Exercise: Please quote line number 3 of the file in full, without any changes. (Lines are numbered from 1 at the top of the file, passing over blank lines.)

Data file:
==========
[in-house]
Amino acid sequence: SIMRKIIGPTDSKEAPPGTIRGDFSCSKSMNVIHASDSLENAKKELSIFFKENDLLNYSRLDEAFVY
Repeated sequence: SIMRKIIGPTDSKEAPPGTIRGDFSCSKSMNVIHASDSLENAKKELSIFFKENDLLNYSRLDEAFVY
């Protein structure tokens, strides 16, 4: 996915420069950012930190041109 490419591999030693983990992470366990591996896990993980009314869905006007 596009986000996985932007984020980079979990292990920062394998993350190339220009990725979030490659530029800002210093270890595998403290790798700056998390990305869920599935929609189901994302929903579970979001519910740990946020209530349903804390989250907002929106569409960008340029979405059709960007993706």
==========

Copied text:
Repeated sequence: SIMRKIIGPTDSKEAPPGTIRGDFSCSKSMNVIHASDSLENAKKELSIFFKENDLLNYSRLDEAFVY